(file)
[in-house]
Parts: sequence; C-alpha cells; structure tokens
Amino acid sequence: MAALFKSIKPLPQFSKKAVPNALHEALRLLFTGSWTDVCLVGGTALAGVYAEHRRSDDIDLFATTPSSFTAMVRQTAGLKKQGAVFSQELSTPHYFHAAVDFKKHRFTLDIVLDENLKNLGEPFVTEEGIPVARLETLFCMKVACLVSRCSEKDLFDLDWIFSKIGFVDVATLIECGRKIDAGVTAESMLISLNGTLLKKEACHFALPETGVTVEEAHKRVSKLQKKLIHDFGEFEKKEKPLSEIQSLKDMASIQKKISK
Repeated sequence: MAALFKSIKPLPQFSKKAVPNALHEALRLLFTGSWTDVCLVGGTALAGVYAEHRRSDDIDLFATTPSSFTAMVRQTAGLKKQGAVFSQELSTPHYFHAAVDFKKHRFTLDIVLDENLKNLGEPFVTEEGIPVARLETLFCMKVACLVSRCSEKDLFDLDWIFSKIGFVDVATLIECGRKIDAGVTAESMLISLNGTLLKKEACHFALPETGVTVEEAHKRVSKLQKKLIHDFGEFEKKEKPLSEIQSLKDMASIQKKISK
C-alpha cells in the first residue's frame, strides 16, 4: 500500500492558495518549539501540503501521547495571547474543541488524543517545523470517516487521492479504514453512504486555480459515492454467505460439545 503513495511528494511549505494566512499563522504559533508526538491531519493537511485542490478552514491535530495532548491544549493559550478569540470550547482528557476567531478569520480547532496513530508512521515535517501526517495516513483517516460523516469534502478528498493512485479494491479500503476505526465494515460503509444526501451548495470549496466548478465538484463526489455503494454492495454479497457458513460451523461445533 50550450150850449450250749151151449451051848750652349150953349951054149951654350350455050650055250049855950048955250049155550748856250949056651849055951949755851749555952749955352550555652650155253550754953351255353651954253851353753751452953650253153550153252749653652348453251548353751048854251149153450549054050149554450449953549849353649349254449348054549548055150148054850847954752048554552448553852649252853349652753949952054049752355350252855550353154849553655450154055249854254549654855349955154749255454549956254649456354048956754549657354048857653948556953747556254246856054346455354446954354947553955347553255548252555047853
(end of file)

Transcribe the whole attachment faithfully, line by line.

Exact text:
[in-house]
Parts: sequence; C-alpha cells; structure tokens
Amino acid sequence: MAALFKSIKPLPQFSKKAVPNALHEALRLLFTGSWTDVCLVGGTALAGVYAEHRRSDDIDLFATTPSSFTAMVRQTAGLKKQGAVFSQELSTPHYFHAAVDFKKHRFTLDIVLDENLKNLGEPFVTEEGIPVARLETLFCMKVACLVSRCSEKDLFDLDWIFSKIGFVDVATLIECGRKIDAGVTAESMLISLNGTLLKKEACHFALPETGVTVEEAHKRVSKLQKKLIHDFGEFEKKEKPLSEIQSLKDMASIQKKISK
Repeated sequence: MAALFKSIKPLPQFSKKAVPNALHEALRLLFTGSWTDVCLVGGTALAGVYAEHRRSDDIDLFATTPSSFTAMVRQTAGLKKQGAVFSQELSTPHYFHAAVDFKKHRFTLDIVLDENLKNLGEPFVTEEGIPVARLETLFCMKVACLVSRCSEKDLFDLDWIFSKIGFVDVATLIECGRKIDAGVTAESMLISLNGTLLKKEACHFALPETGVTVEEAHKRVSKLQKKLIHDFGEFEKKEKPLSEIQSLKDMASIQKKISK
C-alpha cells in the first residue's frame, strides 16, 4: 500500500492558495518549539501540503501521547495571547474543541488524543517545523470517516487521492479504514453512504486555480459515492454467505460439545 503513495511528494511549505494566512499563522504559533508526538491531519493537511485542490478552514491535530495532548491544549493559550478569540470550547482528557476567531478569520480547532496513530508512521515535517501526517495516513483517516460523516469534502478528498493512485479494491479500503476505526465494515460503509444526501451548495470549496466548478465538484463526489455503494454492495454479497457458513460451523461445533 50550450150850449450250749151151449451051848750652349150953349951054149951654350350455050650055250049855950048955250049155550748856250949056651849055951949755851749555952749955352550555652650155253550754953351255353651954253851353753751452953650253153550153252749653652348453251548353751048854251149153450549054050149554450449953549849353649349254449348054549548055150148054850847954752048554552448553852649252853349652753949952054049752355350252855550353154849553655450154055249854254549654855349955154749255454549956254649456354048956754549657354048857653948556953747556254246856054346455354446954354947553955347553255548252555047853